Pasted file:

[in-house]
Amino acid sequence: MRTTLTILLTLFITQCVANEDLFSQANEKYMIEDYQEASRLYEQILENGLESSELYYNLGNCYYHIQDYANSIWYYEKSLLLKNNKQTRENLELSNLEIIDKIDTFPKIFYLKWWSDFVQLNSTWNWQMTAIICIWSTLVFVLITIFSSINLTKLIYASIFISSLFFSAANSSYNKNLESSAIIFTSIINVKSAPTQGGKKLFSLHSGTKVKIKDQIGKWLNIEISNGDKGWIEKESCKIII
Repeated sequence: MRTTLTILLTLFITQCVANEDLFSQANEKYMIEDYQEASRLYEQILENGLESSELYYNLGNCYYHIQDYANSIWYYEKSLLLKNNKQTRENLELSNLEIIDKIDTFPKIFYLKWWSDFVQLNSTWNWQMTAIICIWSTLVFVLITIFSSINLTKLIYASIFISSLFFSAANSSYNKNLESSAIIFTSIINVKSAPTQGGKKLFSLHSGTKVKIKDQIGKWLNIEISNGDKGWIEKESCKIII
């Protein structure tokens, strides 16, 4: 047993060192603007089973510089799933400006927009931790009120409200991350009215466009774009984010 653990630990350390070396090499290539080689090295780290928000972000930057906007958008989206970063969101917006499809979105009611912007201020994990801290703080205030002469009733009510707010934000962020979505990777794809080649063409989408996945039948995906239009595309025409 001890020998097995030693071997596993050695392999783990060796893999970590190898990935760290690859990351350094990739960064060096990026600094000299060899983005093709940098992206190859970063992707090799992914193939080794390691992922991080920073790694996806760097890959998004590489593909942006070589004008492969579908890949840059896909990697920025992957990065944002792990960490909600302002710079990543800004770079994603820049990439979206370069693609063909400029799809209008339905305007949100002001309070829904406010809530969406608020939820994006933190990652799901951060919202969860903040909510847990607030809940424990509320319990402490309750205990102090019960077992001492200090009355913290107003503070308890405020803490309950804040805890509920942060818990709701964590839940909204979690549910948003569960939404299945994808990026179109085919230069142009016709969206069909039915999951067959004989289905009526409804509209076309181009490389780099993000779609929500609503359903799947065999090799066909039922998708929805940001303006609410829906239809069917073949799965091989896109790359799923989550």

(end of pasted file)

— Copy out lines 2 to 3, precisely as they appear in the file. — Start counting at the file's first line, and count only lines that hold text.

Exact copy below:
Amino acid sequence: MRTTLTILLTLFITQCVANEDLFSQANEKYMIEDYQEASRLYEQILENGLESSELYYNLGNCYYHIQDYANSIWYYEKSLLLKNNKQTRENLELSNLEIIDKIDTFPKIFYLKWWSDFVQLNSTWNWQMTAIICIWSTLVFVLITIFSSINLTKLIYASIFISSLFFSAANSSYNKNLESSAIIFTSIINVKSAPTQGGKKLFSLHSGTKVKIKDQIGKWLNIEISNGDKGWIEKESCKIII
Repeated sequence: MRTTLTILLTLFITQCVANEDLFSQANEKYMIEDYQEASRLYEQILENGLESSELYYNLGNCYYHIQDYANSIWYYEKSLLLKNNKQTRENLELSNLEIIDKIDTFPKIFYLKWWSDFVQLNSTWNWQMTAIICIWSTLVFVLITIFSSINLTKLIYASIFISSLFFSAANSSYNKNLESSAIIFTSIINVKSAPTQGGKKLFSLHSGTKVKIKDQIGKWLNIEISNGDKGWIEKESCKIII